Do you have crayon or marker stains on furniture or walls? Is there a fruit juice stain right in the middle of your living room carpet? Are smelly shoes, gym bags, and lunch bags challenging your sense of smell? While the kids may be back in school, the stains and smells they left behind from summer break or after school may linger in your home far longer. But no worries! The experts at Rainbow International got you covered.
What’s leaving its mark?
Did you know?
- Ranked #18 on Yale’s list of most recognizable scents, crayons are a coloring favorite around the globe.
- The most loved color? According to the Color Census of 2000: blue.
- The most unloved? Tan, tumbleweed and spring green.
- By the time a little one turns 10, they will have worn down approximately 730 crayons and will have spent about 28 minutes per day coloring (on average).
Erase the rainbow…
- Scrape crayon residue off with a dull knife – you may need to ice it down for complete removal. Soak stain in a solution of warm water and blue Dawn dish soap. If fabric is heat safe, a clean cloth and hot iron can be used to remove remaining wax. It may take several tries to completely remove. Heat sensitive surface? A dry cleaning solvent may remove stains.
Did you know?
- Ingredients in permanent markers – such as xylene – can become addictive to smell.
- Markers are the writing utensil of choice by astronauts aboard the International Space Station because of their usability in zero-gravity.
- Work rubbing alcohol into the marker stain using a clean cloth. Let sit for 30 minutes to 1 hour. Blot with a clean sponge until no longer visible. White vinegar can also be substituted.
Did you know?
- Early forms of glue date back to 200,000 BC in Italy, and 70,000 BC in South Africa, where they were used for making weapons – not crafts.
- Not to be outdone, Super Glue was discovered in 1942 during a search for materials to make gun sights for the war. (It proved to be so strong it could hold a hanging car.)
Don’t get stuck…
- Carefully remove glue residue of the affected surface with a knife. For hot glue, an iron and clean cloth can also facilitate removal. Stains from dried glue require professional help.
Did you know?
- Every year, the average American drinks over 5 gallons of orange juice, though Concord grape juice still takes the cake in the stain fighting arena.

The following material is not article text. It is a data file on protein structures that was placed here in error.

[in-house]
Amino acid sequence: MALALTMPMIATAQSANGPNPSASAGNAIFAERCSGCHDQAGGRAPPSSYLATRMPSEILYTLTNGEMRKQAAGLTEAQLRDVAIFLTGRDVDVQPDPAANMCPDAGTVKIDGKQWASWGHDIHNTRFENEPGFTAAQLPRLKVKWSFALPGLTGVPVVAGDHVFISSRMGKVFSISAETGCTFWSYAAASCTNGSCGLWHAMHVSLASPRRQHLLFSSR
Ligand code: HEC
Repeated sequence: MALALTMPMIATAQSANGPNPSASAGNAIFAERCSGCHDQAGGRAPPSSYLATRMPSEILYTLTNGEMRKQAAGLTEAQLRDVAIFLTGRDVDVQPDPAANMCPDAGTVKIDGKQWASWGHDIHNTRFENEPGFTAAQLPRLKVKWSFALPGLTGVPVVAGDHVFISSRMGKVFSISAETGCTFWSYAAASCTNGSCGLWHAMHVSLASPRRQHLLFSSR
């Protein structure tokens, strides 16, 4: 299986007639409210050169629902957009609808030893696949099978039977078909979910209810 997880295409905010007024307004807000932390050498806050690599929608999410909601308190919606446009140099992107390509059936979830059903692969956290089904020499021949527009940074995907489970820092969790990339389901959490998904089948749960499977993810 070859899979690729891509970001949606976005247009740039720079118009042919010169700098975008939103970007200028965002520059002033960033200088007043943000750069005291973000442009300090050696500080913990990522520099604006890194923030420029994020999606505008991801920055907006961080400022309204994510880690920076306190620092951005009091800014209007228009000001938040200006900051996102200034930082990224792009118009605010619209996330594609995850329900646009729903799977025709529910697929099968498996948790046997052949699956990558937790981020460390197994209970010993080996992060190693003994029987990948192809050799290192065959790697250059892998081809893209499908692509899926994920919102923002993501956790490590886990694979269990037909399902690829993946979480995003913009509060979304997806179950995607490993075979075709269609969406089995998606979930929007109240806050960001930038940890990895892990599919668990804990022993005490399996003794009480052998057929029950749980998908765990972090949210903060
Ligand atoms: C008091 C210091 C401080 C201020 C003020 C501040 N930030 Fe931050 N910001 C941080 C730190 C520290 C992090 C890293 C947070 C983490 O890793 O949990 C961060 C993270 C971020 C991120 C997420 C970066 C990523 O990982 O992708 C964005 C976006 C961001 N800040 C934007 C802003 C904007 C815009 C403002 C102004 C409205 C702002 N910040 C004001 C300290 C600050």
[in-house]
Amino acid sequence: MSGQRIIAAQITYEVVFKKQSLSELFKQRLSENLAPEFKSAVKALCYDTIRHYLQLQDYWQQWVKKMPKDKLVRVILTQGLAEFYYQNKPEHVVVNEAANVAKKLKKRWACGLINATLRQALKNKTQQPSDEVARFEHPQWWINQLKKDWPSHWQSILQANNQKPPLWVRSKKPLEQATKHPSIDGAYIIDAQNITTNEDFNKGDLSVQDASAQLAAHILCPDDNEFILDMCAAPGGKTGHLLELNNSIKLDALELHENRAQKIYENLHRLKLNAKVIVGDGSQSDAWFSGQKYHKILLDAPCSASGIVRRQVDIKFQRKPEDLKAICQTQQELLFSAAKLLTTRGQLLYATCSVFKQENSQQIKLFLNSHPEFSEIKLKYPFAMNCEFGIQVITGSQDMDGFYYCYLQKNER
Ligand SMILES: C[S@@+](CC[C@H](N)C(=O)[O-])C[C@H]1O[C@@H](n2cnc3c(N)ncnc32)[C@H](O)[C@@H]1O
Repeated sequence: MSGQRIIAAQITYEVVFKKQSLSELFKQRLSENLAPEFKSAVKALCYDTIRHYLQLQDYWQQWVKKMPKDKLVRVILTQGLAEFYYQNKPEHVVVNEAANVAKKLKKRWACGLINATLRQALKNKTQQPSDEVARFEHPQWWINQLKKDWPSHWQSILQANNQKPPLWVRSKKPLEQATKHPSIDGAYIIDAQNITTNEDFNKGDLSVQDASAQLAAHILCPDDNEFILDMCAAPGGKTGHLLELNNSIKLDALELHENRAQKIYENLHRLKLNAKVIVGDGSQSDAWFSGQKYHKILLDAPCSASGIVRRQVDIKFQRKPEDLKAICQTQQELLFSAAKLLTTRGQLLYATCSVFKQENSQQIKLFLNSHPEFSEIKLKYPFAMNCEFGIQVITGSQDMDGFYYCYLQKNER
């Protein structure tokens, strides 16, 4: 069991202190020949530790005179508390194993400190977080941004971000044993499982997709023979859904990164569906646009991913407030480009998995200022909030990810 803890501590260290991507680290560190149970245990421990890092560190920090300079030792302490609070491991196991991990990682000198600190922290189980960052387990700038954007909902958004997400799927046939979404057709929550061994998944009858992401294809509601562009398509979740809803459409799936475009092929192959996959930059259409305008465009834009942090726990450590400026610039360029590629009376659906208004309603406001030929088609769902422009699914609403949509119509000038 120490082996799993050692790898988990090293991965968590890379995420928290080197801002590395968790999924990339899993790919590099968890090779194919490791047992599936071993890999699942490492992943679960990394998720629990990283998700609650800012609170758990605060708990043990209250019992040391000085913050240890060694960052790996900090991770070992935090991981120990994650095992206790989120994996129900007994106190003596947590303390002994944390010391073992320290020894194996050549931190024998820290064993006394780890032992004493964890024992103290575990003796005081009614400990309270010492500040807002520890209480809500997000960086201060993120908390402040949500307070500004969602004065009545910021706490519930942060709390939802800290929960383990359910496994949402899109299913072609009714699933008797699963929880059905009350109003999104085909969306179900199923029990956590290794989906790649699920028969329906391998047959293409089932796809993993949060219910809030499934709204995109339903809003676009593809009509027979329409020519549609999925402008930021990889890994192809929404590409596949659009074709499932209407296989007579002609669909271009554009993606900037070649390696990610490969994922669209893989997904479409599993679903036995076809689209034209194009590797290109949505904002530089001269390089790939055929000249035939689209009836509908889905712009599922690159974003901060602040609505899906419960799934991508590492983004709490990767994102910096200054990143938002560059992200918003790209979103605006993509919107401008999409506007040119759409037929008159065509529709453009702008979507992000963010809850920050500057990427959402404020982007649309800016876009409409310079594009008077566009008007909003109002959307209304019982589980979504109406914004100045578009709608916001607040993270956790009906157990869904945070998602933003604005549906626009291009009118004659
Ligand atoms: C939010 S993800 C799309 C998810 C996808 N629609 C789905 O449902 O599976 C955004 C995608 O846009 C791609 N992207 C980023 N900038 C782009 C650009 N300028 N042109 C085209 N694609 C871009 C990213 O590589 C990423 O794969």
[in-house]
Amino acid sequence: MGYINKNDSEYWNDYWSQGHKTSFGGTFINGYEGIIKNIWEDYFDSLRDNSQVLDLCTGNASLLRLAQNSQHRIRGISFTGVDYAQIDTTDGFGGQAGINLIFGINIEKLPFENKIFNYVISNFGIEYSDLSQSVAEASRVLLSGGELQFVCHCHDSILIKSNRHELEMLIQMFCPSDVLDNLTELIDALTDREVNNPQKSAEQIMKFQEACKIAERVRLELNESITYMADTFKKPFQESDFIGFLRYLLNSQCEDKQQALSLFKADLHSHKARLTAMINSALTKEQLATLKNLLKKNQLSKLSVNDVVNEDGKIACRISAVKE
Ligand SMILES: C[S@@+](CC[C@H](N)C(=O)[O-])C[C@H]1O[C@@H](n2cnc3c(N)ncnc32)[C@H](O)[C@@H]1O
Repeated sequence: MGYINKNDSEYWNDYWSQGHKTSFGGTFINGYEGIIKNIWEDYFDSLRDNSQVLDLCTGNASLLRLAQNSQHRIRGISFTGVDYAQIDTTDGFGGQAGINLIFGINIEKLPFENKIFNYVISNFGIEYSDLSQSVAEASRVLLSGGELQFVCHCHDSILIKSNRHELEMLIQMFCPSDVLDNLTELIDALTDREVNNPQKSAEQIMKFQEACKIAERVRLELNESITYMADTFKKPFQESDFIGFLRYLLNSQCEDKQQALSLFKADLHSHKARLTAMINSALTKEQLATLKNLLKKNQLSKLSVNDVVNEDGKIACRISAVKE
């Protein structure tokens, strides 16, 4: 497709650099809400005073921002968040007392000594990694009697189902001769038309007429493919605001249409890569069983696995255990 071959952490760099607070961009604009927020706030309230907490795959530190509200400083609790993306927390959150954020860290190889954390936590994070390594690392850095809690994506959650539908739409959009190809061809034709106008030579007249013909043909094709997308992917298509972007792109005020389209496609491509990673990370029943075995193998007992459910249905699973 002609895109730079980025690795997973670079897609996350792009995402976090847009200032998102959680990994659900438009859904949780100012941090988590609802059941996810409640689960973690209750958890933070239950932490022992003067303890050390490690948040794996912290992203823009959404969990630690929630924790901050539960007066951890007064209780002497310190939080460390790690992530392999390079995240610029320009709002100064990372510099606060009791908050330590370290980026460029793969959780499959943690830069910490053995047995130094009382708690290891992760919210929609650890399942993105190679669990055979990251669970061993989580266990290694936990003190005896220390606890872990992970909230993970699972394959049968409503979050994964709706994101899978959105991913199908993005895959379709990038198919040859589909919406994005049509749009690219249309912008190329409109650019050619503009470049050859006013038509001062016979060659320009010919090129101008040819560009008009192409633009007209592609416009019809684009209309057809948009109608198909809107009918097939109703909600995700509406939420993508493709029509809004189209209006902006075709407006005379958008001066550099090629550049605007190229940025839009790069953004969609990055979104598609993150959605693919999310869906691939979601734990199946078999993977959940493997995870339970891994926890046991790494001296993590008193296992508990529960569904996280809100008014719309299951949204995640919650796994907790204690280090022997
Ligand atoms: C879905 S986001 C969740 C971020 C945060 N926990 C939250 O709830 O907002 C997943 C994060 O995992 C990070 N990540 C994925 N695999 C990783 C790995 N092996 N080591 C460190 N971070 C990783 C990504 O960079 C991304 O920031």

Squeeze it out…
- Blot juice out using paper towels and pressure – no rubbing! Mix 1-2 tablespoons dishwashing detergent in a cup of water. Apply and blot again. Mixing 2/3 cup water and ½ cup white vinegar, spray directly on stain. Repeat cleansing with dishwashing detergent. Clean with water and damp paper towel. Weigh down paper towels and let sit to remove excess water. If stain remains, moisten area with 3% hydrogen peroxide.
- Slipping dry tea bags into a smelly gym bag will whisk odor away.
- Why does Mom smell it first? Because women have a better sense of smell than men do.
Don’t sweat it…
- You can get sweat smells out of your upholstery. Sprinkle the area with baking soda and rub in gently. Allow to sit overnight. Vacuum thoroughly. For tough smells, mix a 2:1 solution of vinegar and water. Spray on. Open windows. Allow surface to air dry.
- Rubber-soled shoes were deemed sneakers in the late 1800s because they allowed you to “sneak” around without making a sound.
- Wedge shoes were the result of a steel shortage in the 1940s.
- The most expensive shoes every sold? Dorothy’s ruby slippers for $660,000.
Shoe smells wearing you out?
- Keeping feet clean and dry before placing them in shoes is the best defense against odor. For those with foot odor issues, however, this may not be enough. When possible, just to toss smelly shoes in the wash. For those that aren’t machine-friendly, there are multiple possibilities: Sprinkle shoes with baking soda, let sit overnight, then vacuum/shake to remove excess; apply rubbing alcohol to the inside of the shoe (avoiding outside areas, especially leather), then leave in an area where alcohol can evaporate; Or kill bacteria with a few hours of sunlight exposure.
Lunch bags and boxes
- The Smithsonian has a lunchbox collection with boxes from the 1890s to 1980s.
- Mickey Mouse was the first image emblazoned on boxes in 1935, and Barbie dominated the girl’s lunchbox market in later years.
Get rid of the leftovers…
- Get the funk out of lunchboxes by leaving them open between uses. For real stinkers, spray and wipe with a vinegar solution, or sprinkle with baking soda.
Can’t get it out?
Kick the stains and smells out with the professional help from the experts at Rainbow International®! Contact us today to learn more about our cleaning, stain removal, and deodorizing services.